Eric Gil-Contreras: Stepping out with his own record studio

When other kids were of an age to go to the zoo, Eric “Thugzy” Gil-Contreras was touring recording studios with his father.

To hear Gil-Contreras tell it, music is so much a part of himself that he might as well have been playing drums in the cradle.

Today, the Redwood City High School graduate and East Palo Alto resident is working hard on his record-producing business, Gritty Minded Recordz. Working with 12 different artists, the label has produced a handful of albums and plans to produce eight more in 2007.

It keeps the 18-year-old busy: traveling to record stores to pitch the albums, promoting at high schools as far-flung as Chico, having the albums recorded, designing CD covers, planning live shows, performing, managing some distribution and doing the rest himself, and maintaining the marketing Web site. The latter is a MySpace page, www.myspace.com/thugzythugg.

“That’s like the biggest promotion you can have right now,” Gil-Contreras said, because the site is so immensely popular with his target market, and because he can put four nondownloadable songs on it — samples that can’t be stolen. “Every one of my artists has a MySpace page.”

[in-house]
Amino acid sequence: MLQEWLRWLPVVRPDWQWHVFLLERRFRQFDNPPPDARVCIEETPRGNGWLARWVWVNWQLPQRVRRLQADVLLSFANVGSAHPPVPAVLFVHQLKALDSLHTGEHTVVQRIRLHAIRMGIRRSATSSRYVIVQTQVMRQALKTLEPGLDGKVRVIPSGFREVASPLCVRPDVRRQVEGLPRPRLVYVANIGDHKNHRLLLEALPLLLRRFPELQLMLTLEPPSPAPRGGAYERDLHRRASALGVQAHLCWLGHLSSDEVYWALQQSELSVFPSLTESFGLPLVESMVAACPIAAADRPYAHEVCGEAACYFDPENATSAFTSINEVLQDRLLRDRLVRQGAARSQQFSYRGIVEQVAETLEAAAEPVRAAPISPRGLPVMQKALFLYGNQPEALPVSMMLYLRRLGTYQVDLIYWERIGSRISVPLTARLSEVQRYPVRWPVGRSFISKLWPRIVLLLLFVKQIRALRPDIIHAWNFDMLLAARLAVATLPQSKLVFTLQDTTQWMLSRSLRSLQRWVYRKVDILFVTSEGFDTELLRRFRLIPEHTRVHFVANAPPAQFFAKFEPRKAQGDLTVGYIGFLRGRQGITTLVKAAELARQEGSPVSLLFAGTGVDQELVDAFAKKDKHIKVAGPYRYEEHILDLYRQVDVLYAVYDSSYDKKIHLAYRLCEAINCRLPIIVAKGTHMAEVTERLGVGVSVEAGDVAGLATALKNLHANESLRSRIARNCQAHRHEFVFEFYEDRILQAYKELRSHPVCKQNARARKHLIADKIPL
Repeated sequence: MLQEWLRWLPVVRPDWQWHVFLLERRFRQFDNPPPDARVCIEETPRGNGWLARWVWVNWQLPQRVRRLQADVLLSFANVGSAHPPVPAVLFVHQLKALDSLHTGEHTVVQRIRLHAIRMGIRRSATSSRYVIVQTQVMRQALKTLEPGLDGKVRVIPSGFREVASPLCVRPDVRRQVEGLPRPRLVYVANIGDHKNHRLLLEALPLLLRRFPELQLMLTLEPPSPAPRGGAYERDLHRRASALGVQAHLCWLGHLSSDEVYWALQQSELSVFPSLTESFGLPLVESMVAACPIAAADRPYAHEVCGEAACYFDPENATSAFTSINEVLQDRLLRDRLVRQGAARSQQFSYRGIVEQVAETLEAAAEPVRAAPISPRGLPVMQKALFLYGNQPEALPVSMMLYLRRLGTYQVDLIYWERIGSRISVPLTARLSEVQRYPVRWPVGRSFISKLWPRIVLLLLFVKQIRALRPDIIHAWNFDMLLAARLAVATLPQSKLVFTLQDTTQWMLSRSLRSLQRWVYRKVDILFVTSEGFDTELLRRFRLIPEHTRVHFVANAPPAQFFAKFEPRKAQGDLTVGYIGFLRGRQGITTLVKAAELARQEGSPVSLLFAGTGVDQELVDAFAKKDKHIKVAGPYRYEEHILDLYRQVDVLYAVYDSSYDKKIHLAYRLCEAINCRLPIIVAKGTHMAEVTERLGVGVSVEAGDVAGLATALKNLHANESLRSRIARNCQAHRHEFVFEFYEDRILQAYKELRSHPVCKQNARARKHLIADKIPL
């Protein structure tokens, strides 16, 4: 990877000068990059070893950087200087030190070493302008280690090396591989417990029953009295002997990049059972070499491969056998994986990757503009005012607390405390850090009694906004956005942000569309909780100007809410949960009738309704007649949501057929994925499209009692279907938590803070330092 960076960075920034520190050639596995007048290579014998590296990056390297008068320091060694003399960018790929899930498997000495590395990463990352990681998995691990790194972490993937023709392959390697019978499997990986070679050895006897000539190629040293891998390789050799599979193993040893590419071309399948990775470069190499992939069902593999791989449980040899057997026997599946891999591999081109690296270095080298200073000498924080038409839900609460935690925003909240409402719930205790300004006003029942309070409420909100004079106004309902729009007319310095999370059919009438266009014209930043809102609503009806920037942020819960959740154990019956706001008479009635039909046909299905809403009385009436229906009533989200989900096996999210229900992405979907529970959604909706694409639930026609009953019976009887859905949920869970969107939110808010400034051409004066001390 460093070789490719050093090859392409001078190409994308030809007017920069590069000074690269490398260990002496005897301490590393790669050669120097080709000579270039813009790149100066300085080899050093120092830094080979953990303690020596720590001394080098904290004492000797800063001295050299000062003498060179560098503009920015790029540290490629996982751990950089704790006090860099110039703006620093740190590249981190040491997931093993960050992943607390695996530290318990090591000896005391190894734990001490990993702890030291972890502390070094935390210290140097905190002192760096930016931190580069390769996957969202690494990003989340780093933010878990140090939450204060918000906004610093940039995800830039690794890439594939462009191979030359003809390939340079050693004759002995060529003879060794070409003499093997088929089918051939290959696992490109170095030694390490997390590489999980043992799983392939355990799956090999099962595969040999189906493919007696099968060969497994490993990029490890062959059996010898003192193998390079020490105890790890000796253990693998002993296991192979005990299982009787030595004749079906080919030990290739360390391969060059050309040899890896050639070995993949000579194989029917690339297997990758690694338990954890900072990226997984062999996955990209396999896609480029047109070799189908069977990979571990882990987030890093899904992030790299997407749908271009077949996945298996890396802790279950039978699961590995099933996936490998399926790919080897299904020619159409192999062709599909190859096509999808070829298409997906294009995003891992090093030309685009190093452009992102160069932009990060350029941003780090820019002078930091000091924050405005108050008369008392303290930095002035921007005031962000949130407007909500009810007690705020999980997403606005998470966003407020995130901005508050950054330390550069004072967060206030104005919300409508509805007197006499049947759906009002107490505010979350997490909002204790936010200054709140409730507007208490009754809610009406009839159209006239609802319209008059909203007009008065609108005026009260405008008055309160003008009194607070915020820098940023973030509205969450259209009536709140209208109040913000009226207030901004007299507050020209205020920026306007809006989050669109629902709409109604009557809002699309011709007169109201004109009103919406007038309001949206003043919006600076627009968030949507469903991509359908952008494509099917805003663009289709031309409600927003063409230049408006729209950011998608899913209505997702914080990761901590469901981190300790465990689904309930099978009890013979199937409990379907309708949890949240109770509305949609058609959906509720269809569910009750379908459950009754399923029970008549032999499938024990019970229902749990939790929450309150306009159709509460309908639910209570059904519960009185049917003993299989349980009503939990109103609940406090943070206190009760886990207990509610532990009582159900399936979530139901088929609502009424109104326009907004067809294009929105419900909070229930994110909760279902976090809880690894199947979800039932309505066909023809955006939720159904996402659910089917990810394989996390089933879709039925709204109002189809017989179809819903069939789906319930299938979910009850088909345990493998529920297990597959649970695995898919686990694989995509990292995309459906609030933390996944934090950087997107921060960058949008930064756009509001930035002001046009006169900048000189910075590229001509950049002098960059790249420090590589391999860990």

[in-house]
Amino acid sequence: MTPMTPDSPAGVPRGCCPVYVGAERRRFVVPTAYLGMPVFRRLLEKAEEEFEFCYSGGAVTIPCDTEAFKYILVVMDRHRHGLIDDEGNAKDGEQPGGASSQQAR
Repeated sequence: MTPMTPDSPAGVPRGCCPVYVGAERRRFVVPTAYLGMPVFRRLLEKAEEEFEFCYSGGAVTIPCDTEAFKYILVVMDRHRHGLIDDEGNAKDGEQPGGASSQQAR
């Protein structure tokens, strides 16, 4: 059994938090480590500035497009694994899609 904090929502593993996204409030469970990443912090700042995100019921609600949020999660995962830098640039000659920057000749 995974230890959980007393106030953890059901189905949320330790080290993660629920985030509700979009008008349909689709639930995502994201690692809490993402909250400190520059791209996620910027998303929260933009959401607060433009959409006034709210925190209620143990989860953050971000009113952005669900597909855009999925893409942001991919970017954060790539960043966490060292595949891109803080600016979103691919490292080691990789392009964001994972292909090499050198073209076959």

His work has earned him some attention. While in high school and working on his business more informally, he caught the eye of his economics teacher, and a representative from the National Foundation for Teaching Entrepreneurship came to speak to him about making his business the real deal, with a business plan. Later, NFTE chose him to compete in the Smith Barney/NFTE National Youth Entrepreneurship Challenge in New York.

NFTE’s text “taught me everything from how to do my taxes to how to have a full business plan,” Gil-Contreras said. “A lot of my friends, they think we just do this for fun.”

Aside from NFTE, Gil-Contreras has benefited from several other mentors, from an uncle in the norteño band Los Rieleros del Norte to his parents, who allowed him to perform and travel with his musician relatives to shows in Texas, Minnesota, North Carolina and other states while still a child.

He also is grateful to his business partner, Gustavo Gutierrez, and to Peter Pheap at the Redwood City Boys & Girls Club, who taught him to mix.

Part of his business challenge is trying to find artists who are good enough to make the grade, but who won’t fly to another label as soon as they get a little success, he said. Most of his artists are old friends and acquaintances, but he does listen to many demo tapes and brought on one artist that way, Gil-Contreras said.

In the future, he hopes to grow Gritty Minded to a major independent record label, with its own CD replication plant.

kwilliamson@examiner.com

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